India’s start-up ecosystem, which is propelling India’s digital economy, is now expanding its presence in the defence domain. In a sector otherwise notorious for ‘middlemen’ and a less-than-optimal weapons procurement system, start-ups are infusing fresh energy and purpose by innovating niche, cutting-edge technologies for the Indian military. If nurtured properly, these start-ups can transform India’s military capabilities, achieve technological self-reliance while building much-sought-after investment linkages with the U.S.’ Silicon Valley.
India is the world’s largest arms importer. This is ironic, since India has long sought self-reliance in defence. Those efforts have yielded very little. Beyond serial licensed production of defence equipment in the defence public sector units, true self-reliance in indigenously designed and developed equipment, has proved difficult In recent years, the ‘Make in India’ initiative has attempted to change this reality by promoting the private sector’s role in defence production and research and development (R&D). The production aspect is yielding slow change, but what has received traction is R&D, with start-ups enthused by the mission of innovating for Indian military.
In tapping start-ups, India is following the lead set by Israel and the U.S. which, very early on saw and seeded start-up innovation for national security.
In the U.S., the Central Intelligence Agency was one of the first to set up a venture capital firm, In-Q-Tel, in 1999. It provided seed funding to several start-ups, including big data analytics company Palantir Technologies, which played a crucial role in hunting for and killing the al-Qaeda mastermind, Osama bin Laden. Today, Palantir is hailed as a ‘tech unicorn’ and is a symbolic of the defence innovation base in Silicon Valley and other parts of the U.S. The Pentagon, too, has aligned itself with this trend by establishing the Defense Innovation Unit to work closely with the tech industry and start-ups to shortlist, fund and develop emerging technologies.
Likewise, a thriving defence innovation base in and around Tel Aviv has given Israel a technological military edge in a region surrounded by hostile neighbours.
India only began this journey a few years ago. Today, several start-ups are engaged in developing prototypes and products for the Indian military across various technologies. Notable are ideaForge (drones), Tonbo Imaging (imaging and sensor systems), IROV Technologies (underwater drone) and Axis Biosolutions (surgical and wound care). Among these, ideaForge and Tonbo Imaging are already significant players with their combat-proven technologies. For instance, ideaForge’s drones for the Indian military and paramilitaries have been used in many surveillance, reconnaissance and counter-insurgency operations. Tonbo’s imaging and sensor systems improve the lethality of munitions and missiles of the Indian military, and have had their systems’ combat-readiness tested by the U.S. Special Forces and Israel Defense Forces.
The government is also tapping the start-up ecosystem through its flagship Innovations in Defence Excellence (iDEX) programme. iDEX works with R&D institutes, academia, industry, start-ups and individual innovators by providing them funding of up to Rs. 1.5 crores to create solutions for the military’s technological problems. Since its launch in 2018, iDEX has been hosting the Defence India Start-up Challenge (DISC) which awards start-ups for mentoring and funding, based on their ability to solve specific technological challenges posed by the military. So far, 60 start-ups have been beneficiaries, and iDEX has identified technologies such as soldier protection systems, secure hardware encryption devices, unmanned surface and underwater vehicles, 4G/LTE tactical local area network, foliage penetration radar, artificial intelligence-based satellite image analysis, among others.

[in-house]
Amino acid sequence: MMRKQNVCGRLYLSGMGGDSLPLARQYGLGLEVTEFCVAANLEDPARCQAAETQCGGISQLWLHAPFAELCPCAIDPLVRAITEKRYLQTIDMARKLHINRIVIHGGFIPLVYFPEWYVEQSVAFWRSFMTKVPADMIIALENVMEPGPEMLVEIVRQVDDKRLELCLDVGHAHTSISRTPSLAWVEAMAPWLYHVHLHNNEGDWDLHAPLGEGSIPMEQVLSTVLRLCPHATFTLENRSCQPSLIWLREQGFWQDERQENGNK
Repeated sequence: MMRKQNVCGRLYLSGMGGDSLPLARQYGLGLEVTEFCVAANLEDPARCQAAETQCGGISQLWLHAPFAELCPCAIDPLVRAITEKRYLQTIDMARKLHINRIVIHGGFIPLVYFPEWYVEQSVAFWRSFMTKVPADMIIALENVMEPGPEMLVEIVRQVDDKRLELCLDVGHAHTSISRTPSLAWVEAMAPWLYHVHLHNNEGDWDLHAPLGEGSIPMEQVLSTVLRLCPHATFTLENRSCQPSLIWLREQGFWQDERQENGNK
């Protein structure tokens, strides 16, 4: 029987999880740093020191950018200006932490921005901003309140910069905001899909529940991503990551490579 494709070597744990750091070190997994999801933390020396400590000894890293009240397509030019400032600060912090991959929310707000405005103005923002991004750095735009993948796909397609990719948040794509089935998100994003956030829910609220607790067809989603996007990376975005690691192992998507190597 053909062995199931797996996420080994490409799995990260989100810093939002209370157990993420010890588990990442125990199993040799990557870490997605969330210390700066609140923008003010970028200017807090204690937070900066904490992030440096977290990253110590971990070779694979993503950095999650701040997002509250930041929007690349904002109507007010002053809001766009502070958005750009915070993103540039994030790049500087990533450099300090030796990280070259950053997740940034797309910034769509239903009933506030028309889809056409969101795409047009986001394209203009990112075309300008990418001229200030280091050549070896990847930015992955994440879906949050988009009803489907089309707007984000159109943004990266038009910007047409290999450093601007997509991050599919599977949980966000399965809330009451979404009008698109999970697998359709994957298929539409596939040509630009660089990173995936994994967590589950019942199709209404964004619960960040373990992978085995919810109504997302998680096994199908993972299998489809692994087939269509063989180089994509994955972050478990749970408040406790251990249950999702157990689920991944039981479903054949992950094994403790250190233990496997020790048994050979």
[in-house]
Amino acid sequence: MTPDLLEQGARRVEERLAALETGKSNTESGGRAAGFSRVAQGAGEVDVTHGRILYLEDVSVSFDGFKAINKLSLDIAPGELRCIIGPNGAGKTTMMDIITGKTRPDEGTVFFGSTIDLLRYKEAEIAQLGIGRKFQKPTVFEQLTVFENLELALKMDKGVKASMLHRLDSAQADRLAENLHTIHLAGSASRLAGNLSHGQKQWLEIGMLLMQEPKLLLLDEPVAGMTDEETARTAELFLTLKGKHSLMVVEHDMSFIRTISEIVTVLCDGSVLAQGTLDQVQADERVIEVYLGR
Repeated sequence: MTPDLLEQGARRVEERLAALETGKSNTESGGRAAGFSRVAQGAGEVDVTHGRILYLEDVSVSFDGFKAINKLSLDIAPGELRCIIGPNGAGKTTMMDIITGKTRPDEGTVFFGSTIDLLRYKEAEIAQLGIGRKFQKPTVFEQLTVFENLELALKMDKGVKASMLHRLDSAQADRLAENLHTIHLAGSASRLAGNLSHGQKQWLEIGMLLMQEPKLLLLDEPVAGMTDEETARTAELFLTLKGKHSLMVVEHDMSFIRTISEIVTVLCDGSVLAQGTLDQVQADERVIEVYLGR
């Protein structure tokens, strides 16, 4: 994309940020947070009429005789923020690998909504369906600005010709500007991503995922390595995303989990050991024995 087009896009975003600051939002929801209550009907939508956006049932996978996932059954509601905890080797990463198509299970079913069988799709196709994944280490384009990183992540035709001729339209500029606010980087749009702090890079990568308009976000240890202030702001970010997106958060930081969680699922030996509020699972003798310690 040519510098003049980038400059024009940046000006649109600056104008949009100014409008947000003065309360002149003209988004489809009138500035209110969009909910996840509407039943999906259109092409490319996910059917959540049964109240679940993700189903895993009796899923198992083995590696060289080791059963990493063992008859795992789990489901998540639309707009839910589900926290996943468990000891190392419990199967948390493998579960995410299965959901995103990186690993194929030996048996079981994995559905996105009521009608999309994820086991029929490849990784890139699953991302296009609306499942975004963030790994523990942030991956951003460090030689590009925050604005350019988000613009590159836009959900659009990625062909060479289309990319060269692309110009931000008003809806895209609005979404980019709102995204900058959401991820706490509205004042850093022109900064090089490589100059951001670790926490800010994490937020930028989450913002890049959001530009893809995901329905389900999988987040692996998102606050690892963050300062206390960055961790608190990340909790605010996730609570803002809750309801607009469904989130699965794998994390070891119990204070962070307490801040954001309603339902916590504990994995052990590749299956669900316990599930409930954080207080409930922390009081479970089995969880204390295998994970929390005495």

As is the norm with defence R&D worldwide, these technologies are dual-use. For instance, IROV Technologies’ underwater drone being developed with the Defence Research and Development Organisation for surveillance and repair will also have a commercial case. Likewise, Axio Biosolutions, which has created haemostatic dressing – specialised bandages for treating injured personnel in combat, can also be used for similar purposes in any accident or disaster-like situation. These technologies can also be used for the homeland security products market, currently dominated by Chinese companies like DJI (drone maker) and Hikvision (IoT solutions and video security systems provider).
The evolving defence start-up ecosystem is enabling a much-needed commercial synergy between India and the U.S., as many Indian start-ups have participation from Silicon Valley venture firms like Artiman Ventures (Tonbo), Accel and IDG Partners (Axio Biosolutions), Intel Capital (Saankhya Labs), WRVI Capital (ideaForge). This will only expand as India and the U.S. deepen collaboration in defence technology.
One policy change is needed: reduction of the lengthy defence acquisition procedure, which typically takes seven-to-eight years for major weapons. Longer timelines don’t fit with start-up business models, neither they will be appropriate given the rapid pace of technological obsolescence. The government will need to devise and enforce shorter timelines commensurate with the start-up culture.
The government has correctly internalised the global technological trend. Now it needs to execute it.
A part of this article was first published in Financial Express.
Sameer Patil is Fellow, International Security Studies Programme, Gateway House.